CHARLOTTE, N.C. — Duke Energy restored power to nearly everyone in the Charlotte area over the weekend after Hurricane Michael left tens of thousands in the dark, but there is still some damage around town, including to the LYNX Blue Line, and riders are growing beyond frustrated with the delays.
Crews had to close portions of the light rail to fix equipment that was damaged during the storm, causing chaos for commuters Monday morning.
CATS officials worked Tuesday morning to avoid a repeat of the mess a day earlier -- which saw hundreds of people waiting in long lines for trains and running late to work and school -- but Channel 9 spoke with riders who were fed up.
Charlotte Area Transit System CEO John Lewis apologized to riders for the interruption in a tweet Monday morning, and actually went to the Scaleybark station Tuesday morning, where he was confronted by angry commuters as he tried to smooth things over.
Tropical Storm Michael damaged the Blue Line, so many riders have to catch a bus between stations.
Riders started lining up around 6 a.m. Tuesday after getting off the light rail at Scalybark to catch a bus either to Uptown or to the Sugar Creek light rail station.
Between Scalybark and Sugar Creek is the portion of light rail that is out of service because of storm damage last week.
“There’s a lot more than just hanging wire and putting power to it,” Stephen Newcomb, CATS maintenance of way manager, said.
A crew from San Francisco, another from Denver and CATS workers are practically rebuilding a mile of the Blue Line.
“I have trouble thinking of a worse spot for this to happen,” Newcomb said.
A tree that fell on 12th Street caused damage to two overhead wire tensions systems that power the light rail.
“The tree hit close enough to that overlap where it affected both systems," Newcomb said.
There’s 3,500 feet of wire toward Noda and 2,500 feet of wire into Uptown.
To fix it, crews are replacing poles, the system the wires hang from and about a mile of wire.
Officials also said the wire needs to be treated, which means it hangs overhead for a given time before being tightened.
Crews risk electrocution if any of the 750-volt light right lines are charged while working, so no cars can run on the sections
“We know there's pressure. We know there's people depending on us to get it done quickly, so that's what we're trying to do,” Newcomb said.
Crews said they hope to wrap up the repairs by next Thursday. When asked if he thought crews would finish the repairs on time, Newcomb said yes.
"Absolutely, we have crews working basically from 6 a.m. until 10 p.m.," Newcomb said.
The bus bridge for the service gap has not been perfect.
People told Eyewitness News that they were having trouble finding the right bus to get on. They said at times there aren't enough passes, and buses are driving into rush hour traffic.
One woman told Channel 9 it took her 30 extra minutes to get to work Tuesday. Most riders said their commute time has doubled.
Statement from CATS:
The LYNX Connector bus bridge service will start running from I-485 to Scaleybark Station (not New Bern Station) and from Sugar Creek Station (not 36th Street) to UNC Charlotte Main station.
This change will provide for a more efficient service, safer boarding locations and a better experience for our customers. CATS is also working to establish a few Express buses during morning and afternoon rush hours to expedite the customers to the most desired destinations.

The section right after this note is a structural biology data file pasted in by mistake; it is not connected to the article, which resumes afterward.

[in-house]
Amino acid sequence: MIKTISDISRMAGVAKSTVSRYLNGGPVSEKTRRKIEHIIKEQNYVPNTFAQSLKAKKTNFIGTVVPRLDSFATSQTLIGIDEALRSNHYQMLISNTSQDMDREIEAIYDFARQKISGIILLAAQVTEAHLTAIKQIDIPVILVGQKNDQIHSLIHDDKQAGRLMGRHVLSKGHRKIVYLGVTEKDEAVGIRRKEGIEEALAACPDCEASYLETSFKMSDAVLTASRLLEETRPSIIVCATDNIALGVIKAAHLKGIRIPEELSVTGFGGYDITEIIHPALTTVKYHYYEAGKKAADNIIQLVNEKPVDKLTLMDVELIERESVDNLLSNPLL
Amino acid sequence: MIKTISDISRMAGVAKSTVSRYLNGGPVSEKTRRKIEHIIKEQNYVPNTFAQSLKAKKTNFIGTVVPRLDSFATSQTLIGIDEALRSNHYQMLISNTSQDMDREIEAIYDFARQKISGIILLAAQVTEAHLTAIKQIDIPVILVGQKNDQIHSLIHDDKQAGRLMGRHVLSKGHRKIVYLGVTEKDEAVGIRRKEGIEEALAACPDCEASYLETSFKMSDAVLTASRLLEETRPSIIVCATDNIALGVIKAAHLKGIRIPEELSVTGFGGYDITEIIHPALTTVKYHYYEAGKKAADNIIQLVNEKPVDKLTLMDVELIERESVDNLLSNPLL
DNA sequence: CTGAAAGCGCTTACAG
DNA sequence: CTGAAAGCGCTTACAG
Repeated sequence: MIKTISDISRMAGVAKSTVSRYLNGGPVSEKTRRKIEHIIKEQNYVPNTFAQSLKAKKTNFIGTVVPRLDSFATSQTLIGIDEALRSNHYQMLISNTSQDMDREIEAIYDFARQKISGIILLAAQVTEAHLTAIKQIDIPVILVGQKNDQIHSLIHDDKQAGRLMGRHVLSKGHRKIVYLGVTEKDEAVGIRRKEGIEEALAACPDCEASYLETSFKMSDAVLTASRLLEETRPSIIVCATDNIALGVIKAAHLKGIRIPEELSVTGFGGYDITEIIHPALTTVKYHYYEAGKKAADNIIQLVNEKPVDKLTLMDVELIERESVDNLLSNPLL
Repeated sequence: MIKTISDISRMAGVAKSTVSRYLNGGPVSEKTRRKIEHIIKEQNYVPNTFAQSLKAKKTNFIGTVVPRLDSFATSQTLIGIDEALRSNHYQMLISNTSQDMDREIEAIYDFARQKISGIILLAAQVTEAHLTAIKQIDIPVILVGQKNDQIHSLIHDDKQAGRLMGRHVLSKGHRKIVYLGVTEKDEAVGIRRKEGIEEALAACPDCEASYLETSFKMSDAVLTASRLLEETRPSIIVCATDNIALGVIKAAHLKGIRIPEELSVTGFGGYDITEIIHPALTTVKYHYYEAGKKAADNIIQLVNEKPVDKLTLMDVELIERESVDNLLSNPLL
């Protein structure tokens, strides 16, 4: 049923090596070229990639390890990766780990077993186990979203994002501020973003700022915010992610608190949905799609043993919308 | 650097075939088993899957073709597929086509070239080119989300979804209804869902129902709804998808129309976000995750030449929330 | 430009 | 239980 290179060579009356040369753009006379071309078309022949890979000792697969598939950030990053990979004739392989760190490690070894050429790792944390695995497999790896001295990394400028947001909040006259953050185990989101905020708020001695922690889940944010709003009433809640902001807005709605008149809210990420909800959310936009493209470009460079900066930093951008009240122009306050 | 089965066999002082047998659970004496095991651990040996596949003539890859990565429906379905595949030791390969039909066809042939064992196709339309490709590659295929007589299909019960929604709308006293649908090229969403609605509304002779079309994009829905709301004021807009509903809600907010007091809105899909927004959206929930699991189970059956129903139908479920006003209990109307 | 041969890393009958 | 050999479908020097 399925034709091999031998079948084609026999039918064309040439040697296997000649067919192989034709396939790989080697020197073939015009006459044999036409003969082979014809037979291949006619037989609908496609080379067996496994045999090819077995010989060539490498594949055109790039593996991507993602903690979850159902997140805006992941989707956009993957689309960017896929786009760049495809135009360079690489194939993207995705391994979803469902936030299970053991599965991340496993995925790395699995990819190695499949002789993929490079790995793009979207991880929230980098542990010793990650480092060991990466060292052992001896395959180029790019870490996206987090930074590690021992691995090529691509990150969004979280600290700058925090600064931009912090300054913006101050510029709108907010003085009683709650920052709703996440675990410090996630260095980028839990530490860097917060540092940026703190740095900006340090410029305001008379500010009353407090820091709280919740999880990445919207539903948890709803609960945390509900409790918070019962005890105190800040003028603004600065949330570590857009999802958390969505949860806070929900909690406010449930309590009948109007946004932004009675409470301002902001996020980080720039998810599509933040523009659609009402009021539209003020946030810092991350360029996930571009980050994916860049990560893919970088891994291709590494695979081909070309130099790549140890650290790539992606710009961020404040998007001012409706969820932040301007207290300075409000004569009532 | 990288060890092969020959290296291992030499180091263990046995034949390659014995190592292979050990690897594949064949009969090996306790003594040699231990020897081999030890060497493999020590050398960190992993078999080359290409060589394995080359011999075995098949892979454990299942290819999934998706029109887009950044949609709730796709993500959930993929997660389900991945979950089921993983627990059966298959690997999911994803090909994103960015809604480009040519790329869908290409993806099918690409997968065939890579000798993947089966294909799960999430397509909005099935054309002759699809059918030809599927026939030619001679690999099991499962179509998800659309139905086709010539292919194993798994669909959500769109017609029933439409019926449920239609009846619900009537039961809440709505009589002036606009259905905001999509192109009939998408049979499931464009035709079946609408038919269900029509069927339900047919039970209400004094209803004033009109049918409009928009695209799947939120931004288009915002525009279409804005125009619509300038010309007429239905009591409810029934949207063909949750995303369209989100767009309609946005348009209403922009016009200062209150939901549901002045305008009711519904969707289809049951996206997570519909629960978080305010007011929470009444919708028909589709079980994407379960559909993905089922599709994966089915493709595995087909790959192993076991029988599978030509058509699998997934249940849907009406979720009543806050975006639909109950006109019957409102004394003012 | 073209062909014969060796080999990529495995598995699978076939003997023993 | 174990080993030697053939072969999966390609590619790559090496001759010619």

Supervisors will be on site to help customers determine which trips will be express and which will visit each LYNX station. These changes will take effect Wednesday morning.
CATS is working to get express buses that will travel to Uptown during rush hours to help avoid problems. Trains are only running between Interstate 485 and Scaleybark station, then from Sugar Creek to UNC Charlotte.
“The reason why people take light rail is to get out of congestion and not have to deal with the vagaries of traffic, so I get the frustration,” said CATS CEO John Lewis.
Channel 9 past coverage on LYNX Blue Line Extension:
- Whistleblower 9 exclusive: Serious design flaw on Lynx Blue Line extension
- Pedestrian rail crossings fixed along new Blue Line Extension
- UNCC police prepare for opening of Blue Line extension
- Ribbon-cutting for Blue Line Extension days after crossing gate problems
- CATS trains test stop arms, signaling lights along Blue Line extension
- CATS bus changes due to LYNX Blue Line Extension Opening
- Lynx Blue Line extension trains to run more frequently
- CATS CEO speaks to Channel 9 about Blue Line Extension delays
- Malfunction causes gates to close again along Blue Line Extension
- City Council approves additional $15.3M for Blue Line Extension
- Emails shed light on Blue Line extension project delay
Trains arrived every 20 minutes during rush hour and there were multiple times when there weren't enough buses to pick up commuters, forcing them to wait in long lines.
“The weekends are different, but on a day like today when everybody is going to work, there's need to be at least three buses,” said rider Norman Avery.
Many riders like Niara Matthews ditched the lines and found other means of transportation so they wouldn't be late.
"Everybody's here. There's no buses. Everything is going to be late for school, work, and it's just like wow," Matthews said. "I'm just going to order a Lyft and bring a bunch of people to UNC if I can."
Matthews said she will probably skip the train until things are back on a normal schedule.
Rider Prita Sinha said she understands that work has to be done to fix the train and that she appreciates the bus service.
"The train takes just about 15 minutes for me. The bus I would say, 20 to 25, not too bad," Sinha said.
Crews are trying to get the impacted section of the light rail back running by Thursday of next week.
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